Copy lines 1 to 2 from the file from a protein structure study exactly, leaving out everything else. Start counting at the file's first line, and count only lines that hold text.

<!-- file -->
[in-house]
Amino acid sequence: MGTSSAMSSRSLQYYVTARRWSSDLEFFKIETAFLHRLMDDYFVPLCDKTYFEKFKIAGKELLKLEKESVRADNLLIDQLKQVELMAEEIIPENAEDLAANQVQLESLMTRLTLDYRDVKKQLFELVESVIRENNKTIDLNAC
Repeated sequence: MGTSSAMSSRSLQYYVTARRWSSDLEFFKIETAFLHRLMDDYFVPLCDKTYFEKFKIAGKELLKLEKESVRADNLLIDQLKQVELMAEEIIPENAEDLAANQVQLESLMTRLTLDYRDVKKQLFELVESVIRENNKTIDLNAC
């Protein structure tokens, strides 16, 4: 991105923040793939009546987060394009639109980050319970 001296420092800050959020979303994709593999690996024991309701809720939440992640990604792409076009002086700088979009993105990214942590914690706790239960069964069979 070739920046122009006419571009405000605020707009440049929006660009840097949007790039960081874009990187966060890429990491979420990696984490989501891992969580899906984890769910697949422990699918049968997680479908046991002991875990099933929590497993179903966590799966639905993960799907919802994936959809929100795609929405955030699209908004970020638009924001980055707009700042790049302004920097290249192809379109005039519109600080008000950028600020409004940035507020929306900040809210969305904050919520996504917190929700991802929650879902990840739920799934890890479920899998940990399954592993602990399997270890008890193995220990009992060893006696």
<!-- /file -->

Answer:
[in-house]
Amino acid sequence: MGTSSAMSSRSLQYYVTARRWSSDLEFFKIETAFLHRLMDDYFVPLCDKTYFEKFKIAGKELLKLEKESVRADNLLIDQLKQVELMAEEIIPENAEDLAANQVQLESLMTRLTLDYRDVKKQLFELVESVIRENNKTIDLNAC